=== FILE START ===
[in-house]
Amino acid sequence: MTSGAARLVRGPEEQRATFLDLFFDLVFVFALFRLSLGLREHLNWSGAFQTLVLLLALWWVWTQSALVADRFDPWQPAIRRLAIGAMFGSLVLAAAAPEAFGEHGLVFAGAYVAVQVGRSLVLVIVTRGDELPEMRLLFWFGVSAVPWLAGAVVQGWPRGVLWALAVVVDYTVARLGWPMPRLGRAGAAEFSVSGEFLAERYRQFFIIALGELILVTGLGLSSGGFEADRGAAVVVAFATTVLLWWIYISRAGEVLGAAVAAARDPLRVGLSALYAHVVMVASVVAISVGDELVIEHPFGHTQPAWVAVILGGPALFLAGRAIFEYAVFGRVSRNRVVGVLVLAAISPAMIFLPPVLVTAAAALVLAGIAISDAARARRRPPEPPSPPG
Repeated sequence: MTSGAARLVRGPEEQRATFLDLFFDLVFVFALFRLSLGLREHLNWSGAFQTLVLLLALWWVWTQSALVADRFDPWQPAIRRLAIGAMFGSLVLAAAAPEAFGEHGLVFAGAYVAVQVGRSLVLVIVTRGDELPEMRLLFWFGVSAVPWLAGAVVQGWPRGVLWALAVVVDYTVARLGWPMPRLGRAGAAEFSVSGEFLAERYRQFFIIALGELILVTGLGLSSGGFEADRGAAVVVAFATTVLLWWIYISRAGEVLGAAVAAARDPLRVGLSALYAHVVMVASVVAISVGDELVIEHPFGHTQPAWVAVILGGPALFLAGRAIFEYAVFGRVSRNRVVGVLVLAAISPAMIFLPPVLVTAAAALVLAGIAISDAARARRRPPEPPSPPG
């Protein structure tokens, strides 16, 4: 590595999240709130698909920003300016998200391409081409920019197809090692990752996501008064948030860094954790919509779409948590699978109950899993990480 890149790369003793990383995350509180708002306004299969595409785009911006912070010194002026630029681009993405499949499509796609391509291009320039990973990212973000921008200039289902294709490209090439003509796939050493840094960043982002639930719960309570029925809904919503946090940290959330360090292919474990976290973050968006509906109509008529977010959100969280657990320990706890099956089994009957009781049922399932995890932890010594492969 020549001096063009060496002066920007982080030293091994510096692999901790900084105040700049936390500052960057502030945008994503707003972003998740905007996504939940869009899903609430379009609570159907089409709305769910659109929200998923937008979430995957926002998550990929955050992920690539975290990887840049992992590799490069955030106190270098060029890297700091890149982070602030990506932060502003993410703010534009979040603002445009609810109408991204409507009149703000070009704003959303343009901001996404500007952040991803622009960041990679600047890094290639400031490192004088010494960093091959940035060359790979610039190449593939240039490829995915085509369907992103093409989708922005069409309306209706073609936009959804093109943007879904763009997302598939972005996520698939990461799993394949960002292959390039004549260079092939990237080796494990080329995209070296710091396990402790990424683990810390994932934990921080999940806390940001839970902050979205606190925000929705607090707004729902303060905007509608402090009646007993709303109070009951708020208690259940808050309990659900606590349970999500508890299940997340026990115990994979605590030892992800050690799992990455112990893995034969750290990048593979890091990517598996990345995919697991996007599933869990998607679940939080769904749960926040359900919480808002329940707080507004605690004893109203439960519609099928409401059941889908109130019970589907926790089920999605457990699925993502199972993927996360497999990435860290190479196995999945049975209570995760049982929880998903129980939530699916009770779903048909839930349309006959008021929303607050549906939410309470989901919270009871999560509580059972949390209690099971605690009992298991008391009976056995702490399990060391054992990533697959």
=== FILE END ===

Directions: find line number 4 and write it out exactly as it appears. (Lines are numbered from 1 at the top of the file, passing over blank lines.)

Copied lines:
């Protein structure tokens, strides 16, 4: 590595999240709130698909920003300016998200391409081409920019197809090692990752996501008064948030860094954790919509779409948590699978109950899993990480 890149790369003793990383995350509180708002306004299969595409785009911006912070010194002026630029681009993405499949499509796609391509291009320039990973990212973000921008200039289902294709490209090439003509796939050493840094960043982002639930719960309570029925809904919503946090940290959330360090292919474990976290973050968006509906109509008529977010959100969280657990320990706890099956089994009957009781049922399932995890932890010594492969 020549001096063009060496002066920007982080030293091994510096692999901790900084105040700049936390500052960057502030945008994503707003972003998740905007996504939940869009899903609430379009609570159907089409709305769910659109929200998923937008979430995957926002998550990929955050992920690539975290990887840049992992590799490069955030106190270098060029890297700091890149982070602030990506932060502003993410703010534009979040603002445009609810109408991204409507009149703000070009704003959303343009901001996404500007952040991803622009960041990679600047890094290639400031490192004088010494960093091959940035060359790979610039190449593939240039490829995915085509369907992103093409989708922005069409309306209706073609936009959804093109943007879904763009997302598939972005996520698939990461799993394949960002292959390039004549260079092939990237080796494990080329995209070296710091396990402790990424683990810390994932934990921080999940806390940001839970902050979205606190925000929705607090707004729902303060905007509608402090009646007993709303109070009951708020208690259940808050309990659900606590349970999500508890299940997340026990115990994979605590030892992800050690799992990455112990893995034969750290990048593979890091990517598996990345995919697991996007599933869990998607679940939080769904749960926040359900919480808002329940707080507004605690004893109203439960519609099928409401059941889908109130019970589907926790089920999605457990699925993502199972993927996360497999990435860290190479196995999945049975209570995760049982929880998903129980939530699916009770779903048909839930349309006959008021929303607050549906939410309470989901919270009871999560509580059972949390209690099971605690009992298991008391009976056995702490399990060391054992990533697959």